Such techniques as DBF (Digital Beam Forming) and phase monopulse that use a plurality of receiving antennas are known for determining target bearing. Further, in Japanese Unexamined Patent Publication No. 11-160423, for example, it is described that the number of expensive high-frequency components can be reduced by employing a configuration for sequentially selecting a plurality of receiving antennas by switching from one antenna to another.

In a radar apparatus having a configuration, such as that shown in FIG. 1, in which a plurality of receiving antennas are sequentially selected by switching from one antenna to another, signal power leaks from the transmitter side to the receiver side of the high-frequency section in the form of a DC current and, as the DC current value differs from one channel to another, a rectangular wave such as shown in part (A) of FIG. 2 is generated at the output of a mixer 7. This rectangular wave causes transient response noise, such as shown in part (B) of FIG. 2, due to the characteristics of a filter at a subsequent stage. When the filtered signal shown in FIG. 2(B) is Fourier transformed, a noise peak appears at the frequency position corresponding to its frequency component; if this noise peak is close to the peak frequency occurring due to an echo signal from a target, there arises the problem that it becomes difficult to analyze the echo signal. For example, if the noise frequency appears in the vicinity of the peak frequency of an echo signal from a target located at a short range, it becomes difficult to discriminate the peak occurring due to the short-range target, and the short-range detection performance thus degrades.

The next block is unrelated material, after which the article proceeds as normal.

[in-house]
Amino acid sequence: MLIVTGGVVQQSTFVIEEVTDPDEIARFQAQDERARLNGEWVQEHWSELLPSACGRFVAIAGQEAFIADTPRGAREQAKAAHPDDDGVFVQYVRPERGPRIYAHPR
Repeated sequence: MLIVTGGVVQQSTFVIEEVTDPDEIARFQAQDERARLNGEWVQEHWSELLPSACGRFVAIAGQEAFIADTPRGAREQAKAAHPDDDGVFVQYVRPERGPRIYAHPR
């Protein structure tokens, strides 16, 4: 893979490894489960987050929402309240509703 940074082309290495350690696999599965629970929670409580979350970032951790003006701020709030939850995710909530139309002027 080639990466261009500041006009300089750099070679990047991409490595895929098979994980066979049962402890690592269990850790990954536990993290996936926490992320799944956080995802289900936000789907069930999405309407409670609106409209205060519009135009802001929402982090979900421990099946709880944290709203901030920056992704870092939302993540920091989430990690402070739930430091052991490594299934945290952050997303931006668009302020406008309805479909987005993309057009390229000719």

SUMMARY OF THE INVENTION

Accordingly, it is an object of the present invention to eliminate the noise induced by antenna switching in a radar apparatus constructed to perform switching between a plurality of receiving antennas by using a switch.